–0.8c–1.4 to –0.3
USA WhiteSEER (9 Registries): Atlanta, Connecticut, Detroit, Hawaii, Iowa, New Mexico, San Francisco-Oakland, Seattle-Puget Sound, and UtahCI5plus1978-2012
–1.9c–3.1 to –0.6

aAPC: annual percentage change.

bAAPC: average annual percentage change.

cCI5plus: Cancer Incidence in Five Continents plus.

dStatistically significant (P<.05).

eNORDCAN: Nordic Cancer Registries.

fSEER: Surveillance, Epidemiology, and End Results Program.

Figure 5. Average annual percentage change (AAPC) of penile cancer incidence in the recent 15 years (1998-2012). astatistically significant; bregional data (incidence).
View this figure

This study comprehensively describes the global pattern and incidence trend of penile cancer. We found that the higher incidence and mortality of penile cancer remain centered in developing settings, such as Southern Africa, South Asia, and South America. In examining temporal trends in incidence, we found that the ASIRs of penile cancer have increased in 15 of 40 populations, 13 of which were in Europe, and decreased in 5 populations.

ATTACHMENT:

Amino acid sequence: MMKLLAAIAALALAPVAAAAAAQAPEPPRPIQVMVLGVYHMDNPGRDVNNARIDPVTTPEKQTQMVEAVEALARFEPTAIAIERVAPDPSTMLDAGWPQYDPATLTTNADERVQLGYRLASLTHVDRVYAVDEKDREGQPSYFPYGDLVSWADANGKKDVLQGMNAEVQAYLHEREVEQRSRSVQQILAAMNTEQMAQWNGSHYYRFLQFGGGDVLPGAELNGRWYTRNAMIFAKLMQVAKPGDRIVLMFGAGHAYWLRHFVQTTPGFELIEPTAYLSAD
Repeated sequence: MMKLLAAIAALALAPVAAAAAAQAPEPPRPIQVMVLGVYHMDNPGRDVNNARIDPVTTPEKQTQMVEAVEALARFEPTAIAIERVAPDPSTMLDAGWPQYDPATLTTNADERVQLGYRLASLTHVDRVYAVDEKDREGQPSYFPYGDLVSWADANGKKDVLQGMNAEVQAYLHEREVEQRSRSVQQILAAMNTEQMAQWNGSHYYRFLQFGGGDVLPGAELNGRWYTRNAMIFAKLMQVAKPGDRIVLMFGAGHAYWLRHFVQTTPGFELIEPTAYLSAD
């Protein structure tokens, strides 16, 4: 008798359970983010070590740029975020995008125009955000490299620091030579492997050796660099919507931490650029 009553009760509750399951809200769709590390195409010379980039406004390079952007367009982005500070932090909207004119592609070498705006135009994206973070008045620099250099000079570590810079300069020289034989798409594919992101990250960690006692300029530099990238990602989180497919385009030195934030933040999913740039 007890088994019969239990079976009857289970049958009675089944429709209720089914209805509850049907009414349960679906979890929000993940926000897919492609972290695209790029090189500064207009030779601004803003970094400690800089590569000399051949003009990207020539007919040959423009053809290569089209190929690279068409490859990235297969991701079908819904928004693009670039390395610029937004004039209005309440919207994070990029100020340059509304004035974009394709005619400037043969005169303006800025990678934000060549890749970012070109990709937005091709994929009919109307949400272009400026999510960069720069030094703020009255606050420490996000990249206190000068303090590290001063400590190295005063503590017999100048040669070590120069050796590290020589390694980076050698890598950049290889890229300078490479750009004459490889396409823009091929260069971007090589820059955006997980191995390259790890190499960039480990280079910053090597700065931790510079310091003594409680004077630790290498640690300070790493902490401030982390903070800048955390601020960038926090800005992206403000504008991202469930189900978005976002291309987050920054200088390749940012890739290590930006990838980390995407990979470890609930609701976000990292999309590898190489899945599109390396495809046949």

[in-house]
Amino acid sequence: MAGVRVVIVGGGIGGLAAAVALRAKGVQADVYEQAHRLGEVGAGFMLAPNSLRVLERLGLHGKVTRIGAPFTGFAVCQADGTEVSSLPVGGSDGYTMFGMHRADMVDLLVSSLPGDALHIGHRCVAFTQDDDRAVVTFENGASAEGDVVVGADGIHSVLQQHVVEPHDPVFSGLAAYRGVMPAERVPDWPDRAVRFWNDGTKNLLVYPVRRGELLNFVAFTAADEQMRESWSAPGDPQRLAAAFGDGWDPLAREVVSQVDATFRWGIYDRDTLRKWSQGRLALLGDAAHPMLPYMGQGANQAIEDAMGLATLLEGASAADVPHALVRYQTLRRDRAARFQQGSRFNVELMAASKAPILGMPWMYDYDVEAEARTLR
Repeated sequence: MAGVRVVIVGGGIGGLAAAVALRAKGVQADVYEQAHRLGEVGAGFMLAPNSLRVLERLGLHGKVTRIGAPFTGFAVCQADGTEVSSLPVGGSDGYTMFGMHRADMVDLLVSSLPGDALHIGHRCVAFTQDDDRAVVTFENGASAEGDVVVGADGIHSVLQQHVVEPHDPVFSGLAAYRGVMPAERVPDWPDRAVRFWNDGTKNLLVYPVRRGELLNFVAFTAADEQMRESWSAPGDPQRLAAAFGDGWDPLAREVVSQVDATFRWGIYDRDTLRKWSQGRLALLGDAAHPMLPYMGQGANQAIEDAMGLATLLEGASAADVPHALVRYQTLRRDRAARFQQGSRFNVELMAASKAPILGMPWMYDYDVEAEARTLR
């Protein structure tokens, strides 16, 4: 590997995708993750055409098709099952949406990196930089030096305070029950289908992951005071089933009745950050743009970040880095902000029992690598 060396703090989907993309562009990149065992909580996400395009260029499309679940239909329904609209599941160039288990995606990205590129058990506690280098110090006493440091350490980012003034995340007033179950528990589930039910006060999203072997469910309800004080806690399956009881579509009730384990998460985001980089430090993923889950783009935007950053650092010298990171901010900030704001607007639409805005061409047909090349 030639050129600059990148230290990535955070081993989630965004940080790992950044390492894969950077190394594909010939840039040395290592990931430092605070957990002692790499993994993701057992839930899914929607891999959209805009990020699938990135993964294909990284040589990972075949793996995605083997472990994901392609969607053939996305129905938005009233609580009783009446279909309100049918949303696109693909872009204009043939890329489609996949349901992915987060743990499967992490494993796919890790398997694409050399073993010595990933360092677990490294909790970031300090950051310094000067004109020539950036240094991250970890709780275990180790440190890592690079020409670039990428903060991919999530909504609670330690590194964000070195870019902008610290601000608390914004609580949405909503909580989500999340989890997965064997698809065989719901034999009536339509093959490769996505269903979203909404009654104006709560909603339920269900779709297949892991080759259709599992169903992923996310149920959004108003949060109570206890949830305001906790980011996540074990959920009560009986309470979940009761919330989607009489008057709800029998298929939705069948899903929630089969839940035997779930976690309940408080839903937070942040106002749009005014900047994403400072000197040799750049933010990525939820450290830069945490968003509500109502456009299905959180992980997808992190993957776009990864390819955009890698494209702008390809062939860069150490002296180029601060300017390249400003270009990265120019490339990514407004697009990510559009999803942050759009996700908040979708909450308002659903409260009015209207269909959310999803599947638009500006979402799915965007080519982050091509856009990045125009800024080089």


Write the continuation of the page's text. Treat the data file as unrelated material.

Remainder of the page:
Although penile cancer is a rare disease, its incidence varies greatly in different regions of the world. In this study, the highest ASIRs of penile cancer occurred in Southern Africa, especially in Eswatini (ASIR: 7.0 per 100,000) and Uganda (ASIR: 4.6 per 100,000) [46,47]. Human immunodeficiency virus (HIV) and HPV are the major public health problems in Southern Africa [48,49]. The immune system clearly plays an important role in the clearance and persistence of HPV infection and in the development of penile cancer [50]. Immunocompromised patients have a higher risk of malignant transformation of HPV lesions. Men who are HIV positive have a 2- to 3-fold increased risk for penile cancer compared with their negative counterparts [50,51]. A study of heterosexual men from Uganda showed that HPV prevalence in the penis was 90.7% among men who are HIV positive and 60.9% among men who are HIV negative [52]. The prevalence of HPV in penis could also be responsible for the high incidence of penile cancer in South American countries, such as Brazil, Colombia, and Argentina [53-56].